What is Urea-Formaldehyde Resin?

Urea-Formaldehyde is commonly used as the adhesive to make ply wood for interior use. It is a non transparent, thermosetting polymer. Ply wood for exterior use is generally manufactured using Phenol-Formaldehyde resin, which is a more water resistant polymer. Phenol-Formaldehyde is not being discussed here.

I spent the day yesterday researching and trying to understand how Urea-Formaldehyde is produced.

The purpose of this post is to try to explain how I believe urea-formaldehyde is generally manufactured, in order to to establish what it is made from. I am craftsman, interested in the materials that I use. I am not a scientist. This means that I can only explain this subject on a simplistic level. It also means that I am interested to hear feedback from people with a greater scientific understanding of this subject. For example; Are there any sections of the manufacture process that I am misunderstanding?

If I’ve got this right though, It all starts with the fossil gas methane, and coal.

Urea-Formaldehyde resin is made with urea and formaldehyde. The reaction of these two compounds in such a way that they form resin that can become a stable polymer, involves 2 stages. Before this can happen though, the urea and the formaldehyde need to be produced.

Urea Manufacture

Urea occurs in nature as the end product of protein metabolism by mammals, which excrete urea in urine. The manufacture of synthetic Urea begins with the mining and extraction of the fossil fuel Methane. Hydrogen is separated from the Methane through a process called ‘Steam Reforming’. This involves steam, high temperatures and high pressures and a nickle catalyst to separate the hydrogen from the carbon in the methane. A by product of this process is carbon dioxide, which is generally collected because it is required further down the line to make Urea. I wonder how effeciently the carbon dioxide is collected?

Having been extracted from the methane, the hydrogen is then combined with atmospheric nitrogen to make synthetic ammonia. This artificial nitrogen fixation process is called the Haber-Bosch process and once again uses a metal catalyst and high temperatures and pressures. Inteerstingly, Carl Bosch, one of the inventors of this process, was the nephew of Robert Bosch, who  who pioneered the development of the spark plug and founded the multinational company Bosch.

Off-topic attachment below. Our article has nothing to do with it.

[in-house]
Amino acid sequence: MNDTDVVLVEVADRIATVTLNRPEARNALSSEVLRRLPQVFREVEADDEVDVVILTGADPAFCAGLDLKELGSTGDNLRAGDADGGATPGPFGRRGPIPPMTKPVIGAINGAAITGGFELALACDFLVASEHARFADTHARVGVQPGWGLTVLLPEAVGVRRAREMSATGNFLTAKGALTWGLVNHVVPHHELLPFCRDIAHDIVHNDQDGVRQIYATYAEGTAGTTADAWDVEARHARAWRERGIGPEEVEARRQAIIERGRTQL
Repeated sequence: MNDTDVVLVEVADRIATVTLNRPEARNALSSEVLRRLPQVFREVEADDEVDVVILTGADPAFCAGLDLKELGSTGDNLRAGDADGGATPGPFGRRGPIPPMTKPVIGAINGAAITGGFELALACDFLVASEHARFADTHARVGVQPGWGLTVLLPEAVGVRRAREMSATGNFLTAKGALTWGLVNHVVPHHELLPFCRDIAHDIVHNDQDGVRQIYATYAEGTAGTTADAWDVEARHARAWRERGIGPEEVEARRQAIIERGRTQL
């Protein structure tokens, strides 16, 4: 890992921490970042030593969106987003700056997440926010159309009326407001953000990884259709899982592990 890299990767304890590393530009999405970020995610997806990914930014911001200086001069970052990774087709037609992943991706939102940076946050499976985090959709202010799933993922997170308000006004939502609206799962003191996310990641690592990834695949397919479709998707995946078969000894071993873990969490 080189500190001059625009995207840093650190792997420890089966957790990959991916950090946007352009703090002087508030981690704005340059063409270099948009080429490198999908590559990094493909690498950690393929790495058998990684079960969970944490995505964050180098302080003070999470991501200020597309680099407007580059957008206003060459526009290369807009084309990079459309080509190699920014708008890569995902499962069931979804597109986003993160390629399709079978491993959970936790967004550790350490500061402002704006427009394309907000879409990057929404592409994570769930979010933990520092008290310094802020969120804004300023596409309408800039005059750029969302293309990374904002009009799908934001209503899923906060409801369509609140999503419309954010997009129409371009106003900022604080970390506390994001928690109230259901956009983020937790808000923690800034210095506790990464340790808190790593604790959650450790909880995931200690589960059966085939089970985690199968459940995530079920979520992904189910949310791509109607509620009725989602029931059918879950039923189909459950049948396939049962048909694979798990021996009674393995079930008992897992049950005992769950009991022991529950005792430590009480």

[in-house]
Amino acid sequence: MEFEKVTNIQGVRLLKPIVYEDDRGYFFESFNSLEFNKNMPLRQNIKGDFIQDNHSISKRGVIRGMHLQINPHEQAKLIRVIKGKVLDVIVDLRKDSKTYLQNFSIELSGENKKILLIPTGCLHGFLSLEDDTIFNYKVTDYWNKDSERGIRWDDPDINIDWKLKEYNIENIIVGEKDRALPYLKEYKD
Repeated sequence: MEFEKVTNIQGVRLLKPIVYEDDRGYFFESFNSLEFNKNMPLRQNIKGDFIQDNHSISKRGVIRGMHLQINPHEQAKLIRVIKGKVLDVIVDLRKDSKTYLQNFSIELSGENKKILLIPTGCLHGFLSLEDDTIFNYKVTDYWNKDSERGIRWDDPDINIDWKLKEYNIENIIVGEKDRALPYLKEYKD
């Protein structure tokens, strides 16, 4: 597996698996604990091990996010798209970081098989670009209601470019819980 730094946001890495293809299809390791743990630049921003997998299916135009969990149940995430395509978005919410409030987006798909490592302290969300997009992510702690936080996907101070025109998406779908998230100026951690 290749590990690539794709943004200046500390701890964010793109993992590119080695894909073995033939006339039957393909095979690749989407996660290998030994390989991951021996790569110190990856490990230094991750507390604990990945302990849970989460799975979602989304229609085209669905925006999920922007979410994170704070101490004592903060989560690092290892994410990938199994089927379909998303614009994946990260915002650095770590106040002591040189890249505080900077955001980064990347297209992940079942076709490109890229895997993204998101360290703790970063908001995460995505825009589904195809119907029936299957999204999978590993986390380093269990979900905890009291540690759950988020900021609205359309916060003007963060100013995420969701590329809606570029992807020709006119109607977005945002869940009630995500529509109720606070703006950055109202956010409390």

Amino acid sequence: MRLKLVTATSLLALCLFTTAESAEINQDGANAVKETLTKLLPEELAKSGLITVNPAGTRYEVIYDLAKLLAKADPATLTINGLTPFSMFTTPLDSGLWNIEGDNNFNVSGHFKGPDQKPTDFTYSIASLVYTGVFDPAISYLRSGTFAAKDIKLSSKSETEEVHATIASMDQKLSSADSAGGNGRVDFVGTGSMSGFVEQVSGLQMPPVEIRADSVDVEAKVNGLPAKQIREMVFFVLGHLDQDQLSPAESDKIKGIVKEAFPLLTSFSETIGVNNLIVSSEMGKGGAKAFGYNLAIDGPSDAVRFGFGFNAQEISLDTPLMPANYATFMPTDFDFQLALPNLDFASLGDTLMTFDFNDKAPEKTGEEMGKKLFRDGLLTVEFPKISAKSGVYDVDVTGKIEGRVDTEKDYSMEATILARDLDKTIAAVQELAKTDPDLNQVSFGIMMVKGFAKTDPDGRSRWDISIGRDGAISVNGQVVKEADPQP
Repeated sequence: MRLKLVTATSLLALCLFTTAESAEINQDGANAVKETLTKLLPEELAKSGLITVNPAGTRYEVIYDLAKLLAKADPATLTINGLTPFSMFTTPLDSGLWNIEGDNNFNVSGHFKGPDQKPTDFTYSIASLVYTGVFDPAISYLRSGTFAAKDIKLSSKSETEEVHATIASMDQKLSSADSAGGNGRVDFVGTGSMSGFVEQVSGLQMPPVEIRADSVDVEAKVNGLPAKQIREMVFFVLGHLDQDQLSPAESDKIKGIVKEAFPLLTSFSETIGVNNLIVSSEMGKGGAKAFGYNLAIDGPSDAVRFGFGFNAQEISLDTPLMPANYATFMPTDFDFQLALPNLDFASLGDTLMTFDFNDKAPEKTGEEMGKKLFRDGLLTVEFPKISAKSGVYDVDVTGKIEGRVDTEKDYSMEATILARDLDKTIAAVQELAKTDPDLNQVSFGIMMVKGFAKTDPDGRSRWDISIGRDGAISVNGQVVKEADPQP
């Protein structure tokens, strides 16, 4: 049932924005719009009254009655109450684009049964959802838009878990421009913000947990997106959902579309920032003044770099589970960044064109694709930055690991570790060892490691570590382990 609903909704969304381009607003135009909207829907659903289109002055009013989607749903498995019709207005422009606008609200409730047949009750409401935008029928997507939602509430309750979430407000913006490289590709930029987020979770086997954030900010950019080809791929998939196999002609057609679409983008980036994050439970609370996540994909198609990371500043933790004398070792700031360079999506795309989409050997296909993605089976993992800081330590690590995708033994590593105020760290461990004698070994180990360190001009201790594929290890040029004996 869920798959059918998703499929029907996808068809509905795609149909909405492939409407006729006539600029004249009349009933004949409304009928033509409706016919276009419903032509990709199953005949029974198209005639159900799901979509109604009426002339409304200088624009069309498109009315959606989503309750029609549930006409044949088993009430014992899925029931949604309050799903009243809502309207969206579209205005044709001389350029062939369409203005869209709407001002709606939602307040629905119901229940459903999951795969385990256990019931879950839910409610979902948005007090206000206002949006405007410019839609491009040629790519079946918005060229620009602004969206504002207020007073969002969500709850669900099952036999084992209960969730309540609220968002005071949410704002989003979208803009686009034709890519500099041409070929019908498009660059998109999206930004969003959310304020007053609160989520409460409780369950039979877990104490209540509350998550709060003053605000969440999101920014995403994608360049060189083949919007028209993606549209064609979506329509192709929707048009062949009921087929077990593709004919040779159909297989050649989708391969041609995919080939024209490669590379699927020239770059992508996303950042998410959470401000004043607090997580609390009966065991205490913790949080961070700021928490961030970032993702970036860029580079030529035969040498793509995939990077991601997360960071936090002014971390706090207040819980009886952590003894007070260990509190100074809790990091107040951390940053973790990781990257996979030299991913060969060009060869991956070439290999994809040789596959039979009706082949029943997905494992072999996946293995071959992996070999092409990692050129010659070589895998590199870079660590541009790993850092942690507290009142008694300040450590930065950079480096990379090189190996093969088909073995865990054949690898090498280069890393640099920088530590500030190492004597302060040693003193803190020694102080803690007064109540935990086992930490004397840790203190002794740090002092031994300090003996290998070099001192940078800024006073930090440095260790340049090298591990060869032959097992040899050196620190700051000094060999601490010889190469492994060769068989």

The next step is called the  Bosch–Meiser urea process and involves 2 stages. The first is carbamate formation: the fastreaction of liquid ammonia with gaseous carbon dioxide at high temperature and pressure to form ammonium carbamate. The second is urea conversion: the slower decomposition of ammonium carbamate into urea and water

Formaldehyde Manufacture

Formaldehyde occurs naturaly throughout the universe. It is a simple chemical compound made of hydrogen, oxygen and carbon. All life forms – bacteria, plants, fish, animals and humans – naturally produce formaldehyde as part of cell metabolism. However for industrial purposes it is manufactured.

The creation of formaldehyde uses the Formox process which requires methanol and oxygen.

The methanol is made from hydrogen and carbon monoxide. The carbon monoxide is often obtained through the partial combustion of coal with air.

On an industrial scale, like in the manufacture of urea , the hydrogen required is predominantly produced from the natural gas methane by reforming the gas with steam, followed by the high pressure catalytic conversion of the synthesis gas to methanol. The result is a clear, liquid, organic chemical that is water soluble and readily biodegradable.

The liquid methanol is then subjected to the Formox Process; The catalytic oxidation of methanol at a temperature of 250-400oC. This produces the Formaldehyde required to combine with the Urea to make Urea-Formaldehyde Resin.

Urea-Formaldehyde Production

The actual reaction of urea and formaldehyde to form urea-formaldehyde resins gets pretty complicated. If I understand correctly it’s a 2 step process. Firstly, an alkaline methylation at a high formaldehyde to urea, consisting of the addition of up to 3 molecules of formaldehyde to one molecule of urea. This is then followed by an acidic condensation, meaning that water and an acid are formed as a by product.

The chemical composition of urea-formaldehyde (UF) polymer is [(O)CNHCH2NH]n  in repeat units

Worldwide, about 20 million metric tons of UF are produced annually. Over 70% of this production is then put into use by the forest-products industry for bonding particleboard, MDF, plywood, and laminating adhesive.

It’s also used in agriculture as a slow release nitrogen fertilizer.

What is Urea Formaldehyde made from?

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